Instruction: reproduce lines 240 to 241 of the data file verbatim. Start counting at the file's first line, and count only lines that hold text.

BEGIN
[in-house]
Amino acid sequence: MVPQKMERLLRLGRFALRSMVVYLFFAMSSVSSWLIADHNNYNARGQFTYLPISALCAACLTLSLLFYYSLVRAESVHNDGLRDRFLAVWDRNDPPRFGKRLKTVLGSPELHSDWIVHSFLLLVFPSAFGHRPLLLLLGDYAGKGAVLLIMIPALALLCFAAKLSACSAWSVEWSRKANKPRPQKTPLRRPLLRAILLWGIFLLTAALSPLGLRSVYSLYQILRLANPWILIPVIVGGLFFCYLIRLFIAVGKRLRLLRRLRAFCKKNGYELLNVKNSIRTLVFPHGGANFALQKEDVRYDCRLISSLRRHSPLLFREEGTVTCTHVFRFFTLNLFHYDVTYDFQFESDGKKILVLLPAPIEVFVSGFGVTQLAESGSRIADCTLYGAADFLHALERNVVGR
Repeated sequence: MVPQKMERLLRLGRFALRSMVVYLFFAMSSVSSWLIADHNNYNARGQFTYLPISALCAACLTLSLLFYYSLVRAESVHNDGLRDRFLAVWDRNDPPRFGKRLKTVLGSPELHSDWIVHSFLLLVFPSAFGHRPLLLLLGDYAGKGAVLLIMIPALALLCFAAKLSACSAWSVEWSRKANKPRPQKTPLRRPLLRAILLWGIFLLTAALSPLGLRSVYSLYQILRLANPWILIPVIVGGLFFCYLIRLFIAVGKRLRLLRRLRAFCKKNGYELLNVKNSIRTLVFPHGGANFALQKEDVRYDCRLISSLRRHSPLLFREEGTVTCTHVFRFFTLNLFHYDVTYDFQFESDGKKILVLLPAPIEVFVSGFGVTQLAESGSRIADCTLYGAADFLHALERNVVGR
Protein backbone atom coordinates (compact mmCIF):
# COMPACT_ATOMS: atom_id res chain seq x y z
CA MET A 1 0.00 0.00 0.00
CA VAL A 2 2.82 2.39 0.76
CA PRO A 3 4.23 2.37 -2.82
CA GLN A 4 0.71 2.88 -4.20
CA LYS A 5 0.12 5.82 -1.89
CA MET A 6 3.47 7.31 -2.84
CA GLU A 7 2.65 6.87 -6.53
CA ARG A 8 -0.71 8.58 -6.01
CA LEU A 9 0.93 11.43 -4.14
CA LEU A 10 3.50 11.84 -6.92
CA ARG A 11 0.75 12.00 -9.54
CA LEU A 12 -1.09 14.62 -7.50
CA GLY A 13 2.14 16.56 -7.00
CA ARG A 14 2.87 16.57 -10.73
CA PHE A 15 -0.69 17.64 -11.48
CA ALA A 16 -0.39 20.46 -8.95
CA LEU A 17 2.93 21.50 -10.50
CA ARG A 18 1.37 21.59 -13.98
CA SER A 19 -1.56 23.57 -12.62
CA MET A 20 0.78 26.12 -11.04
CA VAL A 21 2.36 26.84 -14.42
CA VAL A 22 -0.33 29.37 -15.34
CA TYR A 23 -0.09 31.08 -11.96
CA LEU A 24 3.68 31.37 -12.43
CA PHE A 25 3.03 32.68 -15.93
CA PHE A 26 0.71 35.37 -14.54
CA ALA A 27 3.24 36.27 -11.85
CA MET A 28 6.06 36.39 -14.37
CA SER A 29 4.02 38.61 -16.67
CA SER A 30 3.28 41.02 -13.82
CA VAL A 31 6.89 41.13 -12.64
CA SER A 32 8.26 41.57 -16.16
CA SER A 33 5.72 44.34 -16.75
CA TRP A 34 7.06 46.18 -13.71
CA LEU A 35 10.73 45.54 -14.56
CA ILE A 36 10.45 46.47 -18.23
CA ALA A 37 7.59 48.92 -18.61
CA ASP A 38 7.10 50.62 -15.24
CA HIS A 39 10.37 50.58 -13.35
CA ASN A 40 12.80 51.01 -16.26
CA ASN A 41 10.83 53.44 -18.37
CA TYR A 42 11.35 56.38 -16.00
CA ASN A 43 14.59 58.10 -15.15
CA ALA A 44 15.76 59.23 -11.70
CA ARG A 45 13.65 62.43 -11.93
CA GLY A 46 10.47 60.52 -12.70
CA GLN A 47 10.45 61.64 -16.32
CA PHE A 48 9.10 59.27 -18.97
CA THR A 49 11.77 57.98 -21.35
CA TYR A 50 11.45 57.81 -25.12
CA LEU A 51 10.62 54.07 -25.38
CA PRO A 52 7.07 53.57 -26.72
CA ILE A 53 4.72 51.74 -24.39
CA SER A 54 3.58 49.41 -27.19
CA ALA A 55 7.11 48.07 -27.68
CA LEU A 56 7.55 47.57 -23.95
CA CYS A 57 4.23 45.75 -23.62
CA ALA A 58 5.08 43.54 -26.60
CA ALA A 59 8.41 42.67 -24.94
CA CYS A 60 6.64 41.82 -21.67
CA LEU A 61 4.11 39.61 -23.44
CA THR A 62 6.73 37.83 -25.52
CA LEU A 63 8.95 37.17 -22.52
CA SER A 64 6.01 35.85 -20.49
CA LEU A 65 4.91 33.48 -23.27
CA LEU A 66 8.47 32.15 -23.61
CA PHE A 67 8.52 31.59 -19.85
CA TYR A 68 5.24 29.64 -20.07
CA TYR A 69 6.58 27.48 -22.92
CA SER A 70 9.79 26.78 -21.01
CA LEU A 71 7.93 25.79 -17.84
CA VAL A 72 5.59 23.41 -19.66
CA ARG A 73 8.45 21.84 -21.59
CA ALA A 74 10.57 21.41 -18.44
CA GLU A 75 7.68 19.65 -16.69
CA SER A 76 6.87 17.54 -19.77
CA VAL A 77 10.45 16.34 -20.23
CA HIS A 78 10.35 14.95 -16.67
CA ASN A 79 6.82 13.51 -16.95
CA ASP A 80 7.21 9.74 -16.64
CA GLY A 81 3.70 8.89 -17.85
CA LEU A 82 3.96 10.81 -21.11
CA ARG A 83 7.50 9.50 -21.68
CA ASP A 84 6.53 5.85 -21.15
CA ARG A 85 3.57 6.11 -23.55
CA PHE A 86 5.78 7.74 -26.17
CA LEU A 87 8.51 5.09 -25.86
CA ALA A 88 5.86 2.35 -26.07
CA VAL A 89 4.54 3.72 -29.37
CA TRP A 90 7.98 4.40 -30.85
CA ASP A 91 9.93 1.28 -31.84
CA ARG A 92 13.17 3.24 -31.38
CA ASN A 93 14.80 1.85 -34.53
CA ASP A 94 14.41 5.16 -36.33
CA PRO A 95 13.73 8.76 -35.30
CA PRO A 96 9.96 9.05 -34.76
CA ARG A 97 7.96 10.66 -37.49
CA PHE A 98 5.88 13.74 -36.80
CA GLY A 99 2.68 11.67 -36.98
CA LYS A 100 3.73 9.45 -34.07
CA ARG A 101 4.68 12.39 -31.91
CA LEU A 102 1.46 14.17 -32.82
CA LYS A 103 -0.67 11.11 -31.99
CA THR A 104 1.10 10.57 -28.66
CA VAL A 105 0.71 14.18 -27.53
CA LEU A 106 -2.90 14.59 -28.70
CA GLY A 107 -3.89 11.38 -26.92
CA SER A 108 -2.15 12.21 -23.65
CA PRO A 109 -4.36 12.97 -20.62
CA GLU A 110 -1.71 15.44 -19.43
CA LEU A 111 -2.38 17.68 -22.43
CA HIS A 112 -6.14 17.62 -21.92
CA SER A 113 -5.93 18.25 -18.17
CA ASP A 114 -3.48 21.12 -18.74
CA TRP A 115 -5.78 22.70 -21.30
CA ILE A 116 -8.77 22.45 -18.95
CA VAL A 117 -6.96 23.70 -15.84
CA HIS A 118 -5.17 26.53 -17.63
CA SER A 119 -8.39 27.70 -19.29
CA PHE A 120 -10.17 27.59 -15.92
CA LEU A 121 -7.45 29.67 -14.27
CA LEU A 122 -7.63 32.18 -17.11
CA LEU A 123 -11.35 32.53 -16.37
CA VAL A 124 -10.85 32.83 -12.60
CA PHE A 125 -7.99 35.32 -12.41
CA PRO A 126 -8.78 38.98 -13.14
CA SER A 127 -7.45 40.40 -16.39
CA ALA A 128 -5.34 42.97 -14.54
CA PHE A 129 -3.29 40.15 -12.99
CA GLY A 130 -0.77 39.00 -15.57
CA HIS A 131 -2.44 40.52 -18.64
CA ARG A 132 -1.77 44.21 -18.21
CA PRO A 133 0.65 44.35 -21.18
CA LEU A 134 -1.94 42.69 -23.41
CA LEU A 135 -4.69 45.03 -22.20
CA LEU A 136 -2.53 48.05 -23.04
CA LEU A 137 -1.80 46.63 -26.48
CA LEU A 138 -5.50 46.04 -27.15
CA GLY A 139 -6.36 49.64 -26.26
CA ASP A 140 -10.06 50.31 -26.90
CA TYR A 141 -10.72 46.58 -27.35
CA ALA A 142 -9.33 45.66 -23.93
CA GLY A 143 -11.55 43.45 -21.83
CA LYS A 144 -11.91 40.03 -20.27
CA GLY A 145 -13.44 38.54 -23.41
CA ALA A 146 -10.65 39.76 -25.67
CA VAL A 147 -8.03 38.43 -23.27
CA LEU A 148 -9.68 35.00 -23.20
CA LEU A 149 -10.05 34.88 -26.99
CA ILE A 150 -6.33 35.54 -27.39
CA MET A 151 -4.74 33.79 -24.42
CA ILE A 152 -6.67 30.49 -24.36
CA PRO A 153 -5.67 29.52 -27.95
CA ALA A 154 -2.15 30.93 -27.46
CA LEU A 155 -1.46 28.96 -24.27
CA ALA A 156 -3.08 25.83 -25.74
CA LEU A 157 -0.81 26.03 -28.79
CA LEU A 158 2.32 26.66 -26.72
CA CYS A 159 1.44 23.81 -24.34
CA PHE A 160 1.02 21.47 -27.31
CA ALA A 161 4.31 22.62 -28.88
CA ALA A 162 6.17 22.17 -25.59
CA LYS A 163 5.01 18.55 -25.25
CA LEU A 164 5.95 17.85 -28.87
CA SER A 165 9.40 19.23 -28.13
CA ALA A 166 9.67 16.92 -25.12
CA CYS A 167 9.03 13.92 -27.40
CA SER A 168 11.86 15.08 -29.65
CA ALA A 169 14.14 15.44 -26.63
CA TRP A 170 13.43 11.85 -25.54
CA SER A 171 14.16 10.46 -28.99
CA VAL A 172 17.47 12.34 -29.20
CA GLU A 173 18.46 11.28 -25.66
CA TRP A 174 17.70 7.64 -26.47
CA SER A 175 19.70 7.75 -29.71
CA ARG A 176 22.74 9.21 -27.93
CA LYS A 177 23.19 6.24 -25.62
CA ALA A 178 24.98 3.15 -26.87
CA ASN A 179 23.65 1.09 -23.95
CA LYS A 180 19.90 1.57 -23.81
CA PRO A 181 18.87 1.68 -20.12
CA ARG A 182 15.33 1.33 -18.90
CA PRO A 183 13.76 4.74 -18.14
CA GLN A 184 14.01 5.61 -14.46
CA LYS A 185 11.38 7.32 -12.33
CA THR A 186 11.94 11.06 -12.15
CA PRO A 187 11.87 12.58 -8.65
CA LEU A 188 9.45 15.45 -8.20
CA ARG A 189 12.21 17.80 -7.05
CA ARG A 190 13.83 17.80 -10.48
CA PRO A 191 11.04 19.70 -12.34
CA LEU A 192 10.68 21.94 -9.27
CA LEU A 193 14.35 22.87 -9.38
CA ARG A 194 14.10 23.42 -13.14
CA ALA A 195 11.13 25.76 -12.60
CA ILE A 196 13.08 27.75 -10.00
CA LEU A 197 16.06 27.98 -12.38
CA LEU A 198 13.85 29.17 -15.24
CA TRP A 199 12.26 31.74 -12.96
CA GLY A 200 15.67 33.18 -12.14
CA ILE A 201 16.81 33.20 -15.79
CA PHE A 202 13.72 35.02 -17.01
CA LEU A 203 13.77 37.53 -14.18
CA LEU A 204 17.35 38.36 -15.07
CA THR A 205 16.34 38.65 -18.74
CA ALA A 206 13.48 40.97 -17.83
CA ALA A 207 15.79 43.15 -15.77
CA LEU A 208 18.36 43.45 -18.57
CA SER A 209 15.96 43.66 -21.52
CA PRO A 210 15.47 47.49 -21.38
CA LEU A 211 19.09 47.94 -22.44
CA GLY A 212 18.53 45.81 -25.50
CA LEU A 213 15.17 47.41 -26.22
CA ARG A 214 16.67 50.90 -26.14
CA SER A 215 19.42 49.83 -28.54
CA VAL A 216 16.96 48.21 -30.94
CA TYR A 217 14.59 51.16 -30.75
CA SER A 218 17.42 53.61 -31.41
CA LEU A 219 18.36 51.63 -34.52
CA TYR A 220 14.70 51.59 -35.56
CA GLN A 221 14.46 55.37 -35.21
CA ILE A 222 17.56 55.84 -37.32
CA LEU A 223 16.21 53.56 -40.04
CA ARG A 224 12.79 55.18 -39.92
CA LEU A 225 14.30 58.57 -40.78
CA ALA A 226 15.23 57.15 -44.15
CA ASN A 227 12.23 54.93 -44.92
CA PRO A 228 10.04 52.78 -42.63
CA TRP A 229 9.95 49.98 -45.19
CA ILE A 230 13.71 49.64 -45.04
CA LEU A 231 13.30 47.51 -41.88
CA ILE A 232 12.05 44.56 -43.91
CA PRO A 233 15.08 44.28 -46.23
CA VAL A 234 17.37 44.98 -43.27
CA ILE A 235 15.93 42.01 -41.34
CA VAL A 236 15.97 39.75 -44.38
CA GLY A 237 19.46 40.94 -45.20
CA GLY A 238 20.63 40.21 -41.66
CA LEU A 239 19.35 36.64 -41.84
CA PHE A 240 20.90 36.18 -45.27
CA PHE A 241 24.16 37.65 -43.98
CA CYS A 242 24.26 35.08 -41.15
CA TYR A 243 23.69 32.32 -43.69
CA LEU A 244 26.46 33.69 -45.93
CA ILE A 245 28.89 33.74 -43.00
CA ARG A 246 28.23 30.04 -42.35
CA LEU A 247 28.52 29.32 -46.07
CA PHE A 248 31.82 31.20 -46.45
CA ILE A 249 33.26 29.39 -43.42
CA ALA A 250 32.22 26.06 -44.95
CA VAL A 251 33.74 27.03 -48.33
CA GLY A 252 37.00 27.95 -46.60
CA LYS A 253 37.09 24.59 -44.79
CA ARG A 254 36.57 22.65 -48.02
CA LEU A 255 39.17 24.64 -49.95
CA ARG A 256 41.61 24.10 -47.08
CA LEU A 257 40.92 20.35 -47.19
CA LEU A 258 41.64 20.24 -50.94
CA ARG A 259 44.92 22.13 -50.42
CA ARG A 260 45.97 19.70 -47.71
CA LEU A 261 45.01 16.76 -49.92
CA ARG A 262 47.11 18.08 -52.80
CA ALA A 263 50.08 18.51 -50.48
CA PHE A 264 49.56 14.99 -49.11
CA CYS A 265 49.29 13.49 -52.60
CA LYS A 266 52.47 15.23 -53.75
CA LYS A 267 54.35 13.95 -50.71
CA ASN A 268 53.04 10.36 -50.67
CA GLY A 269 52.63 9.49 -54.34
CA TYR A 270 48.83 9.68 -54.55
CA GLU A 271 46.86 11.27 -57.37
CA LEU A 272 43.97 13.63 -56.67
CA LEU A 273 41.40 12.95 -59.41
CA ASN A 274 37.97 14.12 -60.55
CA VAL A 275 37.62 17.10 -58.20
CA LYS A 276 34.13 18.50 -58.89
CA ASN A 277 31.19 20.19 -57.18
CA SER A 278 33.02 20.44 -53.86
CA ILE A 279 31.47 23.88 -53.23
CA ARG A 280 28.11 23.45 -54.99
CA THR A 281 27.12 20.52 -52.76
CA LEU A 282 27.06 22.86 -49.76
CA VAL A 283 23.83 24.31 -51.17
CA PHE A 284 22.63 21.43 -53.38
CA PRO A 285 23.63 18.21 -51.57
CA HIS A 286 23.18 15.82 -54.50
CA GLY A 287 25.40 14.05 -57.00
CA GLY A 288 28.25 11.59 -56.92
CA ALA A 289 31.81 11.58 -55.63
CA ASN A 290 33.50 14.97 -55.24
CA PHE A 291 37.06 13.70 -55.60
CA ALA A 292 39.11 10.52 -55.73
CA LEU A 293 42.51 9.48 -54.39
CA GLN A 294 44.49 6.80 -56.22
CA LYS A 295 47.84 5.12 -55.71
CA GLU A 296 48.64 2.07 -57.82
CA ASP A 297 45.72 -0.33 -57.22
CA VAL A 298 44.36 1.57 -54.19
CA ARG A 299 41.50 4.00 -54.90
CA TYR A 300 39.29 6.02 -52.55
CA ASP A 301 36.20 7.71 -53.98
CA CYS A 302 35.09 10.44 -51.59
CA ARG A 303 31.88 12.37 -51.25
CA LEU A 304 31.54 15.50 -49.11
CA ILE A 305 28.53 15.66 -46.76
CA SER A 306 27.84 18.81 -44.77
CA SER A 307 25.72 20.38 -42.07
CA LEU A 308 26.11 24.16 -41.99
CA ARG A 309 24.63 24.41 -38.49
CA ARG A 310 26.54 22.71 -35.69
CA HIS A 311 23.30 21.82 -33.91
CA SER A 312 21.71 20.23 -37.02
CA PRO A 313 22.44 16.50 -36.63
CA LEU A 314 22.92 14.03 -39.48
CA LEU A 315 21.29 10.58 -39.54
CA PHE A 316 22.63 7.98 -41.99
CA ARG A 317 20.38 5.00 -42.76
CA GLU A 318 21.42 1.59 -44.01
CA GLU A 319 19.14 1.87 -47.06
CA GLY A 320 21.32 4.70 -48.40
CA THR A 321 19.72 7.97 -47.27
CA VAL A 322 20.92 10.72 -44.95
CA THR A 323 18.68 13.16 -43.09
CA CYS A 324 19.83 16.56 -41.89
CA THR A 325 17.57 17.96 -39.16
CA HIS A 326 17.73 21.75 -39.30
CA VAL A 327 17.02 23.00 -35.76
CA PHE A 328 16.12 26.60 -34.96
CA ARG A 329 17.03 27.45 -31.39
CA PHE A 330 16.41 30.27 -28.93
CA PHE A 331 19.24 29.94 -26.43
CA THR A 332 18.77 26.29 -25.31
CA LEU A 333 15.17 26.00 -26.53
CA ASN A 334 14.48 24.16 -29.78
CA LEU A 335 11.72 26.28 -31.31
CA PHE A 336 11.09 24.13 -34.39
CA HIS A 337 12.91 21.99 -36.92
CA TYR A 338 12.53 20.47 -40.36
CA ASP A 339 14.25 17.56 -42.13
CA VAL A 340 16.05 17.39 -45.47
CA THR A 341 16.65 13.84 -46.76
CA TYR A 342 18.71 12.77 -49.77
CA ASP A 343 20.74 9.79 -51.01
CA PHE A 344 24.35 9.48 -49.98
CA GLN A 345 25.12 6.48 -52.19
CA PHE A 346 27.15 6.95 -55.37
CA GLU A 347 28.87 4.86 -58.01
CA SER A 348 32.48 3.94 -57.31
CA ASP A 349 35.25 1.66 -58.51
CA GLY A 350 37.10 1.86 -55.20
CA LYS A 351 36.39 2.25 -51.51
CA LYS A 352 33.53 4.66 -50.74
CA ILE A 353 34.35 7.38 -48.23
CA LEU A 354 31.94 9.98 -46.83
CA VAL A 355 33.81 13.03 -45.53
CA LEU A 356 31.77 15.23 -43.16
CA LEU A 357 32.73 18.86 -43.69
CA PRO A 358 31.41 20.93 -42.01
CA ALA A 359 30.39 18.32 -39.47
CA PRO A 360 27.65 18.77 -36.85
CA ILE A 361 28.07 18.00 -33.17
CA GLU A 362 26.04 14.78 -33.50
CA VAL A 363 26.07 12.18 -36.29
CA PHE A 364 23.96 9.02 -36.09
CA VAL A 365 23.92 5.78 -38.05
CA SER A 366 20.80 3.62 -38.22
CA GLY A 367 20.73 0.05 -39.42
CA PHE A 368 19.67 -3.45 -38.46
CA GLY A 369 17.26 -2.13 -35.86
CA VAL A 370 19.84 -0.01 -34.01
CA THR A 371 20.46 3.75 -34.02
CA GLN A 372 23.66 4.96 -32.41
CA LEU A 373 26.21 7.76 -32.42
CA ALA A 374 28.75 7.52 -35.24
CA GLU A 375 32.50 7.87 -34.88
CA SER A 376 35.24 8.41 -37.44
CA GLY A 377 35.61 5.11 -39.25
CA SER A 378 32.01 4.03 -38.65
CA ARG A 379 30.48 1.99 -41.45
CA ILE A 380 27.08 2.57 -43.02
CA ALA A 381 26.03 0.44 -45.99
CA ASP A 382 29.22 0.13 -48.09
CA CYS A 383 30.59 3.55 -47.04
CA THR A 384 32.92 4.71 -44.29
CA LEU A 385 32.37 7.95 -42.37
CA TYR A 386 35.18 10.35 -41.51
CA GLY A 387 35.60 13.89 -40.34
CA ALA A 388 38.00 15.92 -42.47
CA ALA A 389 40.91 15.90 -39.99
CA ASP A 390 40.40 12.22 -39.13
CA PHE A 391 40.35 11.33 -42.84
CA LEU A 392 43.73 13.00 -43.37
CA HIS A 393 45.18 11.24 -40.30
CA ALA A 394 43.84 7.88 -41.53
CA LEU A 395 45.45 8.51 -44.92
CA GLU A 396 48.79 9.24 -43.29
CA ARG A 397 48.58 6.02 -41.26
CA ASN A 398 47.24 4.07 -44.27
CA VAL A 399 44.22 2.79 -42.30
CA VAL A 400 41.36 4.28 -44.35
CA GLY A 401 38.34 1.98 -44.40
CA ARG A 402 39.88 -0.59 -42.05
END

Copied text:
CA ILE A 235 15.93 42.01 -41.34
CA VAL A 236 15.97 39.75 -44.38